Vogue instructions for the coat pattern call for non-fusible interfacing. My experience with Vogue patterns is that if a certain type of interfacing is needed, it will be listed on the pattern. The Vogue Badgley Mischka pattern I used to make a wool crepe suit(see photograph above) required nylon fusible knit interfacing and it needed to be fused to all fabric pieces. Marcy Tilton wrote in her Armani Jackets article that the entire jacket front was fused. I was concerned that the coat would not look how it was intended to look if I added fusible interfacing to the front and attached the bias cut strips to hems. I debated for a few days about whether I should fuse the front of the coat. To help me make a decision, I preshrunk short strips of Sof-Shape interfacing and fused them to a scrap piece of fabric.
Marcy mentioned two methods for preshrinking interfacing; dipping it in hot water and hang to dry, and steaming before fusing. I normally use the steam method, but I wanted to see if there was a noticeable difference if it was dipped. In the photographs to the left, the interfacing marked bias was dipped and dried. When I flipped the scrap fabric over, neither interfacing was discernible in the photograph. I flexed the scrap fabric around a bit and took a another photograph with the fabric in a no crease fold. I felt that the steamed interfacing was a little too rigid, even though it was a bias cut just as the dipped piece. I decided to use the bias strips for hems and break from my norm. I dipped a bunch of 2 inch bias cut strips and hung them to dry.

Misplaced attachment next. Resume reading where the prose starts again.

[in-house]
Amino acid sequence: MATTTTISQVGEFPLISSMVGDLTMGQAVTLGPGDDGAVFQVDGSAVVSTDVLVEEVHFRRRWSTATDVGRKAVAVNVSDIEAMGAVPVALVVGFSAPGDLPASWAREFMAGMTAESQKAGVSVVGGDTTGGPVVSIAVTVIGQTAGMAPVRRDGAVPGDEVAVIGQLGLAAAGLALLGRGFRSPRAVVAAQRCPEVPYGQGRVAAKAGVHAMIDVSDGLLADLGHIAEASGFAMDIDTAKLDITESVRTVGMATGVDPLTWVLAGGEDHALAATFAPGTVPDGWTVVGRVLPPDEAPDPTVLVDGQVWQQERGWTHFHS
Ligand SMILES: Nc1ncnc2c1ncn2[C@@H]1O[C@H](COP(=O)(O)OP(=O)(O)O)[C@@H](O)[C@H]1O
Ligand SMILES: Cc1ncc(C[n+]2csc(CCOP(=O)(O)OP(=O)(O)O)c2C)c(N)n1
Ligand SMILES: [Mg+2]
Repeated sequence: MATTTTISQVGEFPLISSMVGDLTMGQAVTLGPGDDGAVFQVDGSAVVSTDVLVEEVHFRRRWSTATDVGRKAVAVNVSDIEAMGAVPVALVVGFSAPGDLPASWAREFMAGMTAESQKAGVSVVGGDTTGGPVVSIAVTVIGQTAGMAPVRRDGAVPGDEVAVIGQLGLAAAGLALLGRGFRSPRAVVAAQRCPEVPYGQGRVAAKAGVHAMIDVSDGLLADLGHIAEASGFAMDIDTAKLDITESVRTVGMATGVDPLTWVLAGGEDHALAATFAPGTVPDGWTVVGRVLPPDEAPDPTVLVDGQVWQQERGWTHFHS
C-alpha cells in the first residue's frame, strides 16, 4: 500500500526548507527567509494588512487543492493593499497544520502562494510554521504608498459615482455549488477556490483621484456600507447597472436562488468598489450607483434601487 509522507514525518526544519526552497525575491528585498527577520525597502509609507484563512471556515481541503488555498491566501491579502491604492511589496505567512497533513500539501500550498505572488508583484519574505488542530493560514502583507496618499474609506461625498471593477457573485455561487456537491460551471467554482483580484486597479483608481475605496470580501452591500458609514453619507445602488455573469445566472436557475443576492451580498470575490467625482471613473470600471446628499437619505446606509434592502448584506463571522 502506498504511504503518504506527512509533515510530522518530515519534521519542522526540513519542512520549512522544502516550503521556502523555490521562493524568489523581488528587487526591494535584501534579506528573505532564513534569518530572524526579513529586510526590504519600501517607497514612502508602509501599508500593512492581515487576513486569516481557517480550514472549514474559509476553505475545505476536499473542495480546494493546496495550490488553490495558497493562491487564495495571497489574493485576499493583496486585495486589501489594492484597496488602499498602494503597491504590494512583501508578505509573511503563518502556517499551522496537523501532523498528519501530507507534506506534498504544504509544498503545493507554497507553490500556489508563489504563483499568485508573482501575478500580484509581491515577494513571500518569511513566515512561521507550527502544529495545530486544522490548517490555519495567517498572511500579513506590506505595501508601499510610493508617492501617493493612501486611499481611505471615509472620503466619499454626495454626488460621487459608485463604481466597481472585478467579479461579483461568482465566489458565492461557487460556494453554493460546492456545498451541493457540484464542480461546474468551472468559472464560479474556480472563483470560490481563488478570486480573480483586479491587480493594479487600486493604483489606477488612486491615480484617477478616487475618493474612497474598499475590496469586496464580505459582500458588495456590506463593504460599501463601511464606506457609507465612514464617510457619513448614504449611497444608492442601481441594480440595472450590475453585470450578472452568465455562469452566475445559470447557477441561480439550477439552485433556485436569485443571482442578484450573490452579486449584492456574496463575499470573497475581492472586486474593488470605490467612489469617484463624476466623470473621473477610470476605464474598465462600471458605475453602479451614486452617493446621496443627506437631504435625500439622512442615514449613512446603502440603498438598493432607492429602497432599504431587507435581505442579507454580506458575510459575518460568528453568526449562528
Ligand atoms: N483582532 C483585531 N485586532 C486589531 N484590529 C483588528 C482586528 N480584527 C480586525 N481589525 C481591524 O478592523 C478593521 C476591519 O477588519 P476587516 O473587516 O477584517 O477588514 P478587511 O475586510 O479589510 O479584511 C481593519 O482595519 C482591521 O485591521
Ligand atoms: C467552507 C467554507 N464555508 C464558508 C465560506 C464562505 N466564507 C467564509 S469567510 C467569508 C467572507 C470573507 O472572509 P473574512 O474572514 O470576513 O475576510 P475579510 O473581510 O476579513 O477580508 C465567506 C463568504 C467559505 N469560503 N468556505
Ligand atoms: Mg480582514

I did not make a final decision about fusing the front until after I sewed non-fusible interfacing to middle front fabric pieces. When hanging, the pieces look supported but not formed. I felt that fusing the side pieces would stiffen them too much regardless of the interfacing softness. I decided not to fuse any other interfacing beyond the hem strips.
When I received the interlining fabric I was alarmed at how lofty it was. I thought it would add too much bulk to the coat. To test how bulky it would look, I pinned pieces to the coat interior and put on the coat. The first thing I noticed was how comfortably warm I was. I said to myself, “I am putting this interfacing in this coat even if I have to make 1/8 inch seams.” To my surprise, the quilty-looking interlining did not add bulk. The lofty fiberfill sort of melted against my body. I was able to go cross the center edges beyond the center front lines. Yeh!